An armpit itch typically results from a skin condition. But certain health conditions, including types of cancer, can cause an itchy rash in your armpit and other symptoms.

Itchy armpits are likely caused by a non-cancerous condition, such as poor hygiene or dermatitis. But in some cases the itch can be a sign of lymphoma or inflammatory breast cancer.

Lymphoma is a cancer of the lymphatic system. It can cause swelling of the lymph nodes, commonly in the underarms, groin, or neck.

Lymphoma can cause swelling of the lymph nodes, commonly in the underarms, groin, or neck.

Hodgkin’s and non-Hodgkin’s lymphoma

While there are more than 70 types of lymphomas, doctor’s typically divide lymphomas into two categories: Hodgkin’s lymphoma and non-Hodgkin’s lymphoma.

About 30 percent of people with Hodgkin’s lymphoma and 15 percent of people with non-Hodgkin’s lymphoma are affected by itching. This is referred to as Hodgkin itch or paraneoplastic pruritus.

Hodgkin itch typically is not accompanied by an obvious skin rash.

T-cell and B-cell skin lymphoma

T-cell and B-cell skin lymphoma can produce a rash that accompanies the itch. This can have characteristics that include:

  • mycosis fungoides, which are small patches of dry, red skin that may resemble psoriasis, eczema, or dermatitis
  • skin hardening and thickening, as well as the formation of plaques that may itch and ulcerate
  • papules, which are raised areas of skin that may eventually grow and form nodules or tumors
  • erythroderma, which is a general reddening of the skin that can be dry, scaly, and itchy

Breast cancer is cancer that develops in the breast cells. A rare form of breast cancer called inflammatory breast cancer can cause symptoms that may include itching.

If your breast is tender, swollen, red, or itchy, your doctor might first consider infection rather than inflammatory breast cancer. The treatment for infection is antibiotics.

If antibiotics do not make the symptoms better in a week to 10 days, your doctor may perform tests for cancer, such as a mammogram or breast ultrasound.

Although itchiness, including in your armpit, can be a symptom of inflammatory breast cancer, it’s typically accompanied by other noticeable signs and symptoms. This can include:

  • skin changes such as thickening or pitting that gives breast skin the look and feel of orange peel
  • swelling that makes one breast look larger than the other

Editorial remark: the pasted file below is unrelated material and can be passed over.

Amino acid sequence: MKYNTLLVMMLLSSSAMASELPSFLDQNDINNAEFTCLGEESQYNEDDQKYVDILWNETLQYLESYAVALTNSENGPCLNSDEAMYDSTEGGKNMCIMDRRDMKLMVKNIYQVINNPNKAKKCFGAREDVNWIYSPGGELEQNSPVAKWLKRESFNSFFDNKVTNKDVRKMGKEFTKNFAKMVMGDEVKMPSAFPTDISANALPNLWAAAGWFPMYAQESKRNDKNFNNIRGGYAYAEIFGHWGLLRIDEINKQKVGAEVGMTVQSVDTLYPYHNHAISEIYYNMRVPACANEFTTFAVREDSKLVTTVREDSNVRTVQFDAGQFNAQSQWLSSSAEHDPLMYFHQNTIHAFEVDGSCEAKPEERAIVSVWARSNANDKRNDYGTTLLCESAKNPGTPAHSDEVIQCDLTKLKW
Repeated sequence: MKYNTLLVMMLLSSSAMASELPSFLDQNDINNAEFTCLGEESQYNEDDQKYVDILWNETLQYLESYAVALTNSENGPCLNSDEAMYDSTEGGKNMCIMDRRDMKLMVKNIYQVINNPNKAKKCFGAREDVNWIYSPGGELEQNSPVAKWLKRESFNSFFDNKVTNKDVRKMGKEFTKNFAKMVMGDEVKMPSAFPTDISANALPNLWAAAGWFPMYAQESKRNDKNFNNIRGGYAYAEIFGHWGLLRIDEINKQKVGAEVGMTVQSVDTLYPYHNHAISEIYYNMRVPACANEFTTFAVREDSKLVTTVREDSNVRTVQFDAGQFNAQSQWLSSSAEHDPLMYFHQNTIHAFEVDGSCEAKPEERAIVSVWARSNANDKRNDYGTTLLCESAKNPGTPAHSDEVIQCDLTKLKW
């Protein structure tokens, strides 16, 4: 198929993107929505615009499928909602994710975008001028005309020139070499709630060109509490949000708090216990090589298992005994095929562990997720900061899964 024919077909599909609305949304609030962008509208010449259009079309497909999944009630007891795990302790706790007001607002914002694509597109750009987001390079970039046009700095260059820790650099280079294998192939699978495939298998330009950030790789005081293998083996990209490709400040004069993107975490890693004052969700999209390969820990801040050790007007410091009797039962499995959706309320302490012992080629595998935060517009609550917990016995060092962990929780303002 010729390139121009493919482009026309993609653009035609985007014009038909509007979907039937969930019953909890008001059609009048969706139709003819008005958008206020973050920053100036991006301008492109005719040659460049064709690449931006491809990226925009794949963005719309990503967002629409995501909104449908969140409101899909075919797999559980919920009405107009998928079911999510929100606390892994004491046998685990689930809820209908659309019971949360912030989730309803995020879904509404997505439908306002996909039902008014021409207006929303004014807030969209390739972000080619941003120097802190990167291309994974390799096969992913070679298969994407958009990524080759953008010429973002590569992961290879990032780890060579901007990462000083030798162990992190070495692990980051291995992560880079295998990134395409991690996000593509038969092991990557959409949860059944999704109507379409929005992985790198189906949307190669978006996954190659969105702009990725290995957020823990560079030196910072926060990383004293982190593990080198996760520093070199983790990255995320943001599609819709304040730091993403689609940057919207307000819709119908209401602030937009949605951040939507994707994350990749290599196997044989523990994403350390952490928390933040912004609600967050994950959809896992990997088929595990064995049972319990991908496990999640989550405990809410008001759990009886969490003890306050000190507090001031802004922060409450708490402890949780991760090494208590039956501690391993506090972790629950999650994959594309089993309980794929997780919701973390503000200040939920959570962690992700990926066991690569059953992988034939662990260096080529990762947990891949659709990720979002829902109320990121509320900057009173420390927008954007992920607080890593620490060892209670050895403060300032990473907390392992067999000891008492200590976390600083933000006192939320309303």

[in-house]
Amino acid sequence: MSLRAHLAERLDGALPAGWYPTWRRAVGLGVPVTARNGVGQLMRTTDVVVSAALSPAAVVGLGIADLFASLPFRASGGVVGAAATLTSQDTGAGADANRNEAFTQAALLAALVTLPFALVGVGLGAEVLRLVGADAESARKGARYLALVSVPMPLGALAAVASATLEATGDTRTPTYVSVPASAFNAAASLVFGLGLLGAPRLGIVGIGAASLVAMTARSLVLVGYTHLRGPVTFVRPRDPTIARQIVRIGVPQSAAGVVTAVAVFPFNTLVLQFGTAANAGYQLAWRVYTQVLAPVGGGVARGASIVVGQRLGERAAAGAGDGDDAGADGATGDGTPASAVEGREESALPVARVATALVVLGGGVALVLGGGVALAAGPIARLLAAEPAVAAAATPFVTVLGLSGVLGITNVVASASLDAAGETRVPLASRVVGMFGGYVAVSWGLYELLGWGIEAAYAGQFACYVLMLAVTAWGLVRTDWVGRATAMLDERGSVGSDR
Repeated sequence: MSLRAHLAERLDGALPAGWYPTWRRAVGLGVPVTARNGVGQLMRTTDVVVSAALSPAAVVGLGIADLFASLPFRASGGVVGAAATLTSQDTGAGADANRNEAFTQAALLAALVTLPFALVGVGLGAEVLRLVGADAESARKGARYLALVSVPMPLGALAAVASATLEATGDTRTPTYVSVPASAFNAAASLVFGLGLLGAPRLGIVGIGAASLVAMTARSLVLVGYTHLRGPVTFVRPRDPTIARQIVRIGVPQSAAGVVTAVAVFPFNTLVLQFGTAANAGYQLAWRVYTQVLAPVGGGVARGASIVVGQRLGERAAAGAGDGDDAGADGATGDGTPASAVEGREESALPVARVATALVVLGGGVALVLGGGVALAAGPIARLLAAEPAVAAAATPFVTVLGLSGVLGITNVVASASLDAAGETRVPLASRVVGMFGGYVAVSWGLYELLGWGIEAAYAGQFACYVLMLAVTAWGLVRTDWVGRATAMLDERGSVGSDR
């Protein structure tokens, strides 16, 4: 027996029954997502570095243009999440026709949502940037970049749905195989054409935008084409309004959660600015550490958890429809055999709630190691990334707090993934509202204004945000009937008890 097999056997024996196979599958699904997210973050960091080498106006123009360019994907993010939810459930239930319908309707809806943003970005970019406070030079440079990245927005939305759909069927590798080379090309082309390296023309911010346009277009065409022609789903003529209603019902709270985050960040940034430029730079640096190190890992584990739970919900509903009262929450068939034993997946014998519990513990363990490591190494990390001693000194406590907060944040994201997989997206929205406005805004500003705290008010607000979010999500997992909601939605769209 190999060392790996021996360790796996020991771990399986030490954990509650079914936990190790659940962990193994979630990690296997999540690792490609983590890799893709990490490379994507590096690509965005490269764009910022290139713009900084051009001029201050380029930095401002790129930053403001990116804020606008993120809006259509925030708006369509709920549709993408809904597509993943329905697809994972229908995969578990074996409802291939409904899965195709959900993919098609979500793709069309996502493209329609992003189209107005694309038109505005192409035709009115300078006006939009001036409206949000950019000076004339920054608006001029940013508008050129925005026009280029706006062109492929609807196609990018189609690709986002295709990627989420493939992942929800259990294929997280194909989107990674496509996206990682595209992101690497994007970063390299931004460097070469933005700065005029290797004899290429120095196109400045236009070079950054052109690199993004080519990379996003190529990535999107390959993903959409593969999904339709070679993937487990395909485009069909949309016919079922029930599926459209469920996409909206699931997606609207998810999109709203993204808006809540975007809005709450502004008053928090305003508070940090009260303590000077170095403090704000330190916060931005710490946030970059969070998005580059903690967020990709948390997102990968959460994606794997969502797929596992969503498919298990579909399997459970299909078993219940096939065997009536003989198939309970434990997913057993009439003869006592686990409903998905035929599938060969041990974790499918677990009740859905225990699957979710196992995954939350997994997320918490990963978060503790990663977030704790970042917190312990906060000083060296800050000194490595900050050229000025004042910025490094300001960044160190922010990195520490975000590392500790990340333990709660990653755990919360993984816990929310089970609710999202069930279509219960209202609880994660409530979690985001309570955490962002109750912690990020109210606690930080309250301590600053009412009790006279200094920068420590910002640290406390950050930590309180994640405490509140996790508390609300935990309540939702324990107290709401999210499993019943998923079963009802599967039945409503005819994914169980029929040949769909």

• one breast feeling heavier and warmer than the other
  • one breast with redness that covers more than one-third of the breast

Your itchy armpits are likely caused by something other than cancer. Common causes include:

  • Poor hygiene. Bacteria will grow in places that collect dirt and sweat. To prevent itchy armpits, keep your underarms clean, especially after physical activity.
  • Dermatitis. Allergic, atopic, or contact dermatitis are all potential skin conditions that could appear in your armpits and create itchiness.
  • Chemicals. Your soap, deodorant, or laundry detergent could be triggering the itch in your underarms. Consider changing brands or using a natural alternative.
  • Prickly heat. Also known as heat rash and miliaria rubra, prickly heat is a bumpy, red rash sometimes experienced by people who live in humid and hot environments.
  • Dull razor. Shaving with a dull razor or without shaving cream can result in armpit irritation, dryness, and itchiness.
  • Hyperhidrosis. A disorder of the sweat glands, hyperhidrosis is characterized by excessive sweating that can lead to irritation and itch.
  • Bras. Some women have an itchy allergic reaction to bras made with nickel, rubber, or latex.
  • Intertrigo. Intertrigo is a rash in the skin folds. If left untreated, it can cause bacterial or fungal infection. High risk for intertrigo includes heat, high humidity, poor hygiene, diabetes, and obesity.

If your armpits are itchy, it’s likely caused by a non-cancerous condition such as poor hygiene, dermatitis, or an allergic reaction.

In most situations, if cancer is behind the itch, there are other symptoms accompanying it. This can include swelling, redness, warmth, and skin changes like thickening and pitting.

If you think your itchy armpits may be indicative of cancer, talk to your doctor. After a diagnosis, your doctor can recommend treatment to address any underlying conditions that caused the itchiness.